World Gold Council Chairman Says We May Have Hit Peak Gold
During an interview at the Denver Gold Forum, the chairman of the World Gold Council said he thinks the world may have reached peak gold.
Peak gold means the amount of gold mined out of the earth will begin to shrink every year, rather than increase, as it has done pretty consistently since the 1970s.
Randall Oliphant said there are signs we’ve reached that point. He said in the near-term, production is likely to plateau at best, before slowly declining as demand rises, especially given global political risks and robust purchases by consumers in India and China
We’re not going to fall off a cliff in the near term, but in the same time it’s really hard to see how we’re going to produce enough gold to meet all this demand.”
The World Gold Council chairman said geopolitical risk and instability will continue to boost demand for the yellow metal.
All this uncertainty seems very fertile ground for people to get into gold.”
According to Bloomberg, Oliphant wasn’t the only person at the conference talking about peak gold.
David Harquail, chief executive officer of Franco-Nevada Corp., said earlier Monday that the gold industry continues to be in an ex-growth phase where new mining projects are simply replacing older assets that are running out of ore.”
There is solid data to back up the contention the world may have hit peak gold. Mine production plateaued at 3,100 tons in 2016, equal to 2015’s output. And in the first half of this year, we saw sharp drops in mine output in both China and Australia, the world’s leading producers.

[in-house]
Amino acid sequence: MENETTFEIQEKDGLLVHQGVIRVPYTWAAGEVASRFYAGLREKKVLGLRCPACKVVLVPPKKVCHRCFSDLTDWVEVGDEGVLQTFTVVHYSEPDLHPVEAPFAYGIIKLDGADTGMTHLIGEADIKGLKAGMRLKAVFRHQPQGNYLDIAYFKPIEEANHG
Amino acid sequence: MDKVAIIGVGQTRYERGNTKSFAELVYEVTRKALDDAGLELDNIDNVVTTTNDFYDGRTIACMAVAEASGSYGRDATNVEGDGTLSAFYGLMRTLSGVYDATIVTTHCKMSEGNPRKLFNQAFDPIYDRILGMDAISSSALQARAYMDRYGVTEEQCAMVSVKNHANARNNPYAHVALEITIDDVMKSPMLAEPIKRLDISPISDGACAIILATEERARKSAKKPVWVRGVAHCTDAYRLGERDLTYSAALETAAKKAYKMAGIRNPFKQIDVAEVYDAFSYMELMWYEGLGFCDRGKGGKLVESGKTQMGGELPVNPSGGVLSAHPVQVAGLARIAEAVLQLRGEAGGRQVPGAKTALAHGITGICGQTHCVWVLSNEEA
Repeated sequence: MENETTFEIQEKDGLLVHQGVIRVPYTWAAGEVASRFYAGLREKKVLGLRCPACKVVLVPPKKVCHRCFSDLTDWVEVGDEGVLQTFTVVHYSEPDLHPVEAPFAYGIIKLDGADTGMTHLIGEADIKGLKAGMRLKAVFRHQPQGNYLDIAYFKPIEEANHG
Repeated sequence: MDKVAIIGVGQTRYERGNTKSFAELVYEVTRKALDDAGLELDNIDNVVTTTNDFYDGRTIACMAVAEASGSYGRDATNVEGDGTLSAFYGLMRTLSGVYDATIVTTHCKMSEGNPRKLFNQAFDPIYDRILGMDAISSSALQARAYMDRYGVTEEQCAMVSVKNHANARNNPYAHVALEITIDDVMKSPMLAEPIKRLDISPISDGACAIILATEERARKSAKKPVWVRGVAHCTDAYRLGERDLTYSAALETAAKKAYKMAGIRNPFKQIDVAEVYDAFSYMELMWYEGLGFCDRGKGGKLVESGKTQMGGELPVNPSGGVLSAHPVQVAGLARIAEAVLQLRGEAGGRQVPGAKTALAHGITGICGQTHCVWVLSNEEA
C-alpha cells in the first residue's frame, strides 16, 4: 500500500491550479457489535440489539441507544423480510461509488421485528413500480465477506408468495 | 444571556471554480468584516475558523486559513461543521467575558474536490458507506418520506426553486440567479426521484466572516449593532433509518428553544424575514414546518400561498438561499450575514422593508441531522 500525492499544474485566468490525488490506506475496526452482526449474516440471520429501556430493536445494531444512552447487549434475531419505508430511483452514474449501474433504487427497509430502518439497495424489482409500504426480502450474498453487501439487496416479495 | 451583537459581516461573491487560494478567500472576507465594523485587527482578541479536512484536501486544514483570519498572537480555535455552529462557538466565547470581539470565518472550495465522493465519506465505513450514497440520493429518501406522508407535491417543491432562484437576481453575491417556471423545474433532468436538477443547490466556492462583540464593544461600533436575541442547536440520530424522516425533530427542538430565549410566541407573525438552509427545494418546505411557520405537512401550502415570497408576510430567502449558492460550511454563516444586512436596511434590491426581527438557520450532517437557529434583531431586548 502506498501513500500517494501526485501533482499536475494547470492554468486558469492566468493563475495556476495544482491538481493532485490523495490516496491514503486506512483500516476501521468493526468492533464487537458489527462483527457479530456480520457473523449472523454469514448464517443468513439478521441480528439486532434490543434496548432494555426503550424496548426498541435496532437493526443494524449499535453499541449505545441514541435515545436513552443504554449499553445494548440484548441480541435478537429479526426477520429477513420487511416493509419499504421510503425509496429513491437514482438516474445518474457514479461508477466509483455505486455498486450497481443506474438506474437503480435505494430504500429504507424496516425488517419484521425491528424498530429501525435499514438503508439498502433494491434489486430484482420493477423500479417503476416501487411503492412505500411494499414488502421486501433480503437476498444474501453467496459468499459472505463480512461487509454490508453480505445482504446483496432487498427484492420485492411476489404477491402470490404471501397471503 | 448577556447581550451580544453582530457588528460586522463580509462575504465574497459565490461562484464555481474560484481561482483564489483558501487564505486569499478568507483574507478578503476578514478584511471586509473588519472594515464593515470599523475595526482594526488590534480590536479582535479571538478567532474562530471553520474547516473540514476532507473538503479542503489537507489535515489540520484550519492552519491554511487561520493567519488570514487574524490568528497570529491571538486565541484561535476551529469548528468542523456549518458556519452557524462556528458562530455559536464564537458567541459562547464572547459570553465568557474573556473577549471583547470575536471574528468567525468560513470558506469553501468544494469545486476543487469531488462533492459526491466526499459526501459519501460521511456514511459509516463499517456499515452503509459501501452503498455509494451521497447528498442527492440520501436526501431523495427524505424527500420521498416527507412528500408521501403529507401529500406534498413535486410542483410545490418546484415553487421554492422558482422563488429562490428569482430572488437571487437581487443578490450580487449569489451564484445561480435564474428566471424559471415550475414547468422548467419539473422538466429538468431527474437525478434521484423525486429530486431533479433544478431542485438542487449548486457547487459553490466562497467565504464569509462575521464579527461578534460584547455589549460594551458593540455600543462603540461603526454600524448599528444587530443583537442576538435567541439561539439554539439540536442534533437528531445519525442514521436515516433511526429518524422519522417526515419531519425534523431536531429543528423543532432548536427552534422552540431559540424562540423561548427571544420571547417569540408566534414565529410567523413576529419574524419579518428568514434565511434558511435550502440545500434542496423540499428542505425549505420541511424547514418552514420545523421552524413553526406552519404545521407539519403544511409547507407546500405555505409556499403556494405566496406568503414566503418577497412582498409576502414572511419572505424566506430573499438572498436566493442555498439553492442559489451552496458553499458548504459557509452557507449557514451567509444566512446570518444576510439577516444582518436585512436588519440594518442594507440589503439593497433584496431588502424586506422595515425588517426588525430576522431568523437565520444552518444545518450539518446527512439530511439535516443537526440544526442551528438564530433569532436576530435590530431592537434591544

In 2016, Mining.com analyzed the data and concluded there are no more easy gold discoveries. In fact, the number of major gold discoveries is shrinking. MarketWatch asserted that we’re heading for “an impending gold production cliff” based on analysis by Sprott Asset Management. Analysts say gold discoveries peaked in 2007, and a production peak will soon follow. Since that high-point in ’07, discoveries have collapsed, “despite exploration budgets increasing by 250% from 2009 to 2012.”
When we look at the future of gold, it’s easy to get caught up in the latest geopolitical turmoil or the most recent policy pronouncement by the Federal Reserve. Of course, these events in the news cycle are important. But investors should never lose sight of the most basic fundamentals – supply and demand. The gold industry may well be entering a long-term — and possibly irreversible — period of less available gold. As mining companies find it more difficult to pull gold out of the earth, it will mean less gold for refiners to produce for the consumer market. Remember, gold gets its value from its scarcity.
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